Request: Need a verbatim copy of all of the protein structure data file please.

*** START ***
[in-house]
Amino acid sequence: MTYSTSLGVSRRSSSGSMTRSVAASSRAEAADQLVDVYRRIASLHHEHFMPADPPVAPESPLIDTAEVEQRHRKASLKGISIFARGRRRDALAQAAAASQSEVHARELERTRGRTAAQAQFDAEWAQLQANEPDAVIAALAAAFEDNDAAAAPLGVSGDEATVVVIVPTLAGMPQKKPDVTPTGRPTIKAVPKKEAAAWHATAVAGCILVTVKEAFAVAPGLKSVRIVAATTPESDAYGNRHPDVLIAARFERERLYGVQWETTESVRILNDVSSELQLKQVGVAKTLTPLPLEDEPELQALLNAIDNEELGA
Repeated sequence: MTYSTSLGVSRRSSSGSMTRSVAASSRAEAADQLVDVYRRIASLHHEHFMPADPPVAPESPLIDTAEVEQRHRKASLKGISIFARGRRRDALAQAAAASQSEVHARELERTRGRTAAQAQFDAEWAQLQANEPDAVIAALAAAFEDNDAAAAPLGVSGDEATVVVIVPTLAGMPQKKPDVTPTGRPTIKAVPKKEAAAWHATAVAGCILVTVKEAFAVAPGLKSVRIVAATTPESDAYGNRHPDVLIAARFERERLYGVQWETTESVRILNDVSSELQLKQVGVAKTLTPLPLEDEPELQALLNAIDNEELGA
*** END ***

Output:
[in-house]
Amino acid sequence: MTYSTSLGVSRRSSSGSMTRSVAASSRAEAADQLVDVYRRIASLHHEHFMPADPPVAPESPLIDTAEVEQRHRKASLKGISIFARGRRRDALAQAAAASQSEVHARELERTRGRTAAQAQFDAEWAQLQANEPDAVIAALAAAFEDNDAAAAPLGVSGDEATVVVIVPTLAGMPQKKPDVTPTGRPTIKAVPKKEAAAWHATAVAGCILVTVKEAFAVAPGLKSVRIVAATTPESDAYGNRHPDVLIAARFERERLYGVQWETTESVRILNDVSSELQLKQVGVAKTLTPLPLEDEPELQALLNAIDNEELGA
Repeated sequence: MTYSTSLGVSRRSSSGSMTRSVAASSRAEAADQLVDVYRRIASLHHEHFMPADPPVAPESPLIDTAEVEQRHRKASLKGISIFARGRRRDALAQAAAASQSEVHARELERTRGRTAAQAQFDAEWAQLQANEPDAVIAALAAAFEDNDAAAAPLGVSGDEATVVVIVPTLAGMPQKKPDVTPTGRPTIKAVPKKEAAAWHATAVAGCILVTVKEAFAVAPGLKSVRIVAATTPESDAYGNRHPDVLIAARFERERLYGVQWETTESVRILNDVSSELQLKQVGVAKTLTPLPLEDEPELQALLNAIDNEELGA